Business Continuity, disaster readiness & determination in the worst of times

September 29, 2008 at 7:31 am 8 comments

Photos can never truly reflect the horror of what happened on September 20 in Islamabad. I visited the Evacuee Trust Complex (which is adjacent to the Marriott Hotel) on Wednesday with Faisal Chohan of Brightspyre and as we negotiated our way carefully through the rubble and destruction, images of past visits flashed through my mind. This place had always been alive with energy and activity and well done up offices. I had been here so many times before. It broke my heart to see it in shambles.

However, I was not allowed to be depressed for too long. As I entered one of the offices, i saw people in hard hats, protective eye gear and gloves going through the rubble, separating material and documents and putting them away in clearly marked boxes. They were all smiling and looking ahead with determination and confidence rather than letting depression engulf them. An amazing lot.

Most of the companies within the Evacuee Trust Complex had entered the building on Sunday (as soon as they were allowed to) and removed their computers, servers and all essential equipment. Many of them already had Disaster Recovery & Business Continuity Plans in place, and were up and running by Sunday night.

The goodness in people comes to the fore at times like these. Dr. Arshad Ali of NUST is one such example. It took him no time at all to offer space to affected companies at the NUST/SEECS campus so that they could continue their operations.

I visited the SEECS campus and met with a couple of the companies. Dr. Arshad Ali also showed me an additional 7,000+ sq ft of space within the existing campus which he said could be made available – and all this free of any rent. We also went to the new NUST H-12 campus where he identified more space that could be converted very quickly into functionable office space for companies that may need it for a couple of months. I salute you Dr. Arshad Ali for your community spirit, for your compassion and for your readiness to assist. May God bless you.

IT Companies in other locations who had additional space available also made it available to the affected companies. The PSEB started identifying buildings within Islamabad that could be converted into STPs.

I met several company representatives and was proud of their resilience, their determination and their commitment to making sure that customers were not affected by what had happened. One CEO I spoke to told me that his US customer had remarked that on the 9th day after the hurricance in the US, his company was still not operational. He wondered how Islamabad companies had lost no time at all in coming online and ensuring that mission critical work was not affected. Another CEO said that because services had not been affected, his customers didn’t even know that his office was totally destroyed. I have asked these companies to share their Disaster Recovery and Business Continuity plans with others so that God forbid we go through any other natural or man-made disasters, we are ready and able to deal with  them.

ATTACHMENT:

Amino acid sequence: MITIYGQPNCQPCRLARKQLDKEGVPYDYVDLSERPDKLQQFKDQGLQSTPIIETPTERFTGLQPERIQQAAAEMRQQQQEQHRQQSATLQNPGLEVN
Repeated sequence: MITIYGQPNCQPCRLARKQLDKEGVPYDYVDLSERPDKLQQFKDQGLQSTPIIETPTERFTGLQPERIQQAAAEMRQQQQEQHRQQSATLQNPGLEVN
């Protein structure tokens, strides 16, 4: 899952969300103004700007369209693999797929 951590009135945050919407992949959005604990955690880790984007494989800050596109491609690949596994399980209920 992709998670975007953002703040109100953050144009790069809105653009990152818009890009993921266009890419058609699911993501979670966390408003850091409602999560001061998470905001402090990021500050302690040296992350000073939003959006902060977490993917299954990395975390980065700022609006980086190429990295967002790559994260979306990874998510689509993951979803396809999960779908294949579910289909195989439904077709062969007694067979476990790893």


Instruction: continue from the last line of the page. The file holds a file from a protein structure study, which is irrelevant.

Entry filed under: Posts.

Isn’t it an irony? And then there are others …

8 Comments Add your own

  • 1. ڈفر  |  September 29, 2008 at 11:31 am

    any ideas how long will it take for ETC rehabilitation? coz what i have news is that companies are trying to relocate their offices at other places in islamabad and rent is increased for the houses and buildings. will companies be allowed to come back to ETC or this disaster will help ETC administration in achieving their goals which they wanted 2 or more months back?

  • 2. Vic  |  September 29, 2008 at 12:19 pm

    @ ڈفر : Perhaps companies relocating within ETC (ie, NOT giving up their current locations, but returning) should demand a ‘risk discount’, since the building is apparently is a risky location. Jawwad from Alchemy may be in a position to help accurately assess that risk, since solutions to manage risk is what Alchemy creates.

    Of course, there may be others, I am not trying to advertise their services (or if I am, it isn’t [hand firmly held to chest] because of the terrific food that mysteriously appears every time he hoves into sight).

  • […] This cup of tea was served by: In the Line of Wire […]

  • 4. Nawaz  |  September 29, 2008 at 2:12 pm

    This is incredible. There is a lot of good to go around still further.

  • 5. Sharjeel Ahmed Qureshi  |  September 30, 2008 at 3:55 pm

    The step taken by Dr. Arshad Ali is commendable.


  • 6. Absar Ul Haq  |  October 4, 2008 at 1:06 pm

    Its great to know that companies effected by blast are back to work.

    Two thumbs up for Dr. Arshad Ali.

    Jahanara, may be you can add this to ‘good things about Pakistan’ list 🙂

  • 7. Zaheer Abbas khan  |  October 12, 2008 at 3:22 am

    Steps taken by Dr. Arshad Ali are encouraging for others to add their part in handling such disasters.

  • 8. wordofmansoor  |  October 17, 2008 at 1:13 pm

    Funny thing is, whenever you go and talk to someone about BCM they dont want to do anything?!

    we introduced bcm planning over 3 years ago and approached many people in the industry. everyone says ‘its a good thing, but we can’t (wont) do it now because we can’t get hurt!’

    how can you get people past this??!


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